Nutritional information per serving: 240 calories; 6 g fat; 35 mg cholesterol; 210 mg sodium; 29 g carbohydrates; 8 g fiber; 8 g sugar; 18 g protein; 7,390 IU vitamin A; 35 mg vitamin C; 98 mg calcium; 3.2 mg iron.
Source: Canned Food Alliance
(Family Features) If you’re trying to boost the nutrition of your meals and snacks, look no further than your refrigerator. Dairy products provide a powerful nutrition package that can help you meet your nutrient needs and achieve better health.
The most recent Dietary Guidelines for Americans affirm dairy’s important place in the diet with a recommendation that people ages 9 and older consume three servings of low-fat or fat-free dairy foods every day. With nine essential nutrients, milk, cheese and yogurt deliver a unique nutrition package superior to milk alternatives, such as almond or rice beverages, which are often fortified or fall short on these important nutrients.
During the hot summer months, when you don’t feel like spending much time in the kitchen, dairy products offer ease and convenience, as many are ready to use in recipes or round out a meal or snack. For a quick, easy and healthy snack this summer, put a fresh take on traditional pizza with this recipe that uses crescent rolls topped with cheeses and fresh seasonal veggies. Or turn up the heat on a classic beef burrito by adding warm pepper jack cheese and black beans.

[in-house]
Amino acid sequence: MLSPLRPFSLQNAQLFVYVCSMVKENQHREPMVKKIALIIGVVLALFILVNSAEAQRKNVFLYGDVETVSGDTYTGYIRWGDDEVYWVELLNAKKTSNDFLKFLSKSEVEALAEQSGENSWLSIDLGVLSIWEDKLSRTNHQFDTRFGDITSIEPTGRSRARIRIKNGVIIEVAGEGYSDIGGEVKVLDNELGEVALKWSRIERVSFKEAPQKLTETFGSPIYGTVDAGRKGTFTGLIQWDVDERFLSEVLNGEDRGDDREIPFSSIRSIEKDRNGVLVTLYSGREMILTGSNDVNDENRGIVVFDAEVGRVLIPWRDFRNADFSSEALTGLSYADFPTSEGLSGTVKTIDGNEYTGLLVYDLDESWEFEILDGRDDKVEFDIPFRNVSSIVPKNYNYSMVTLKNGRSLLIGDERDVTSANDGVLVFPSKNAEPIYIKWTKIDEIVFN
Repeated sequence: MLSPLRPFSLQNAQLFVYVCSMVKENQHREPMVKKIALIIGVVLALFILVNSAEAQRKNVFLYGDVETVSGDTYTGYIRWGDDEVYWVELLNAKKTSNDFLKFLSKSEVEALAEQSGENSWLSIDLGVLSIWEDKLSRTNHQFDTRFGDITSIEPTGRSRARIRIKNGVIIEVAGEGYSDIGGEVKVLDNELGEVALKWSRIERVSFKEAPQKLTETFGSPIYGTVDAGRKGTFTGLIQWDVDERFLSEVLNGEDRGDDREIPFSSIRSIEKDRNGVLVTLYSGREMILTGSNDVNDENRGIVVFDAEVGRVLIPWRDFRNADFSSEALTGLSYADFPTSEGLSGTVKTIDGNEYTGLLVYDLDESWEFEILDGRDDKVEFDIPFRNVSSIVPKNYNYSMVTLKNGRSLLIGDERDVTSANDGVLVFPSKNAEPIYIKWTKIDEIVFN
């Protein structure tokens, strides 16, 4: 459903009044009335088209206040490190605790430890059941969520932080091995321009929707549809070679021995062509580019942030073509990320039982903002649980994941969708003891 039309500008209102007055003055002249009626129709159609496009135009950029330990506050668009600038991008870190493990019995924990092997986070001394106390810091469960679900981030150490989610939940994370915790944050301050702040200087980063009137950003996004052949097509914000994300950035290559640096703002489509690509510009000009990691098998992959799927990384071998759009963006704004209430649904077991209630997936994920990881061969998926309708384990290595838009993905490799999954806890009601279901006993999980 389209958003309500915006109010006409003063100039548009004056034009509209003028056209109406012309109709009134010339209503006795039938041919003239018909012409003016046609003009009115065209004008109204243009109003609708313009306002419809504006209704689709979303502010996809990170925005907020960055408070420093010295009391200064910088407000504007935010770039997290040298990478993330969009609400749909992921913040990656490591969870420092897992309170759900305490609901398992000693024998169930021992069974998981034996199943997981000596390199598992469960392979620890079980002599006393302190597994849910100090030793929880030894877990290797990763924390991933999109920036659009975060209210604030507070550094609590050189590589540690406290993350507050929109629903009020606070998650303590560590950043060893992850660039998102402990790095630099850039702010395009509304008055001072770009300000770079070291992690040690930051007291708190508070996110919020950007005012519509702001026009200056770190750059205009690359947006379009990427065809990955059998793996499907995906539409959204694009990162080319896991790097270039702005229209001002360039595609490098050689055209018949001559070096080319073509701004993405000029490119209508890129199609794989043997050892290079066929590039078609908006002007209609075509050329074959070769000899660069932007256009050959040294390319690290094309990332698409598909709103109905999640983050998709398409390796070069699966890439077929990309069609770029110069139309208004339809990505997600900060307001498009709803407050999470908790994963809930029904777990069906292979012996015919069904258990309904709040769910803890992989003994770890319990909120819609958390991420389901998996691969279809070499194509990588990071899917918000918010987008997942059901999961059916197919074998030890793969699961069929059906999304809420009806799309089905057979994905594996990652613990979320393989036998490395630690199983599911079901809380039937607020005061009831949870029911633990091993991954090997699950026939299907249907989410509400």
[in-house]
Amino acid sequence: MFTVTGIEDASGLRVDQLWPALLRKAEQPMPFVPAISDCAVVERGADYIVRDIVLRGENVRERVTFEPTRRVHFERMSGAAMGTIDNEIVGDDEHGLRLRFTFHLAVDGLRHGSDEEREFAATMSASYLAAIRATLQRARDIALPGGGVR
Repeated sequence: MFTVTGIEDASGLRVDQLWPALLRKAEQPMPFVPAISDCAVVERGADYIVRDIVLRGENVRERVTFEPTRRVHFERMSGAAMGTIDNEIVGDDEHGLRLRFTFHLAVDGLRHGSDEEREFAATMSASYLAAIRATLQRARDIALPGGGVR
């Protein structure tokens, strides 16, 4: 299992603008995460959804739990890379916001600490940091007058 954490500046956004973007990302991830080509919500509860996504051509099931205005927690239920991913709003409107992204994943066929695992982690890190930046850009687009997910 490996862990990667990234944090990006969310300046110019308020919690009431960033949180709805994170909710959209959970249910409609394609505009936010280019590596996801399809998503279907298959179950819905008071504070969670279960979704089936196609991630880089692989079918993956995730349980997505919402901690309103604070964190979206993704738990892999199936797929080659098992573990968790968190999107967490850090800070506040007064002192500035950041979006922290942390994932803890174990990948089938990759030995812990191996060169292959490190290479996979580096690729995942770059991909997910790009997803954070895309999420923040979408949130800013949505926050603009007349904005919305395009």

Visit MidwestDairy.com to pledge Dairy 3 for Me, find additional recipes and learn more about how to unleash the power of dairy nutrition.
Summer Pizza Snack
Recipe courtesy of Cindy Heins, Heins Family Farms
Total time: 22 minutes
- 1 tube (8 ounces) crescent rolls
- 1 tub (8 ounces) low-fat cream cheese
- 1/4 cup light mayonnaise
- 1/4 teaspoon garlic powder
- 1 cup shredded part-skim mozzarella cheese
- 3/4 cup sliced cherry tomatoes
- 1/2 cup sliced black olives
- 1/2 cup chopped broccoli florets
- 1/2 cup chopped cucumber
- Heat oven to 375° F. In 9-by-13-inch baking pan, spread out crescent roll dough. Seal seams together to form one large rectangle across bottom of pan. Bake 10-12 minutes, or until lightly browned. Cool on rack.
- In small bowl, mix together cream cheese, mayonnaise and garlic powder. Spread evenly over entire cooled crust. Top with mozzarella, tomatoes, olives, broccoli and cucumber. Cut into 12 squares and serve.
Beef Burrito with Pepper Jack Cheese and Black Beans
Total time: 9 minutes
- 1/2 pound ground beef sirloin
- 2 teaspoons minced garlic
- 1 cup chunky salsa, divided
- 2 cups cooked brown or white rice
- 6 whole-wheat tortillas (9 inches each)
- 1 can (15 ounces) black beans, drained and rinsed
- 1 can (11 ounces) corn kernels, drained
- 2 cups shredded pepper jack cheese
- sliced green onion, including green tops
- In medium, nonstick skillet, brown ground beef and garlic over medium heat (break beef mixture up into smaller chunks with spatula). Drain fat and stir in 1/2 cup salsa; set aside.
- Spread 1/3 cup rice on center of tortilla, leaving 1/2-inch border. Scatter about 2 tablespoons beans and 1 1/2 tablespoons corn over rice. Spread 1/3 cup beef mixture and 1/4 cup cheese over corn. Top with 2 teaspoons salsa and a few slices green onion. Fold in two opposite edges of tortilla 1 inch each and roll up. Place seam-side down on microwave-safe dish.
- Repeat with remaining tortillas. Place burritos in microwave oven and heat 1 minute, or until heated through. Serve with remaining salsa.
Source: Midwest Dairy Association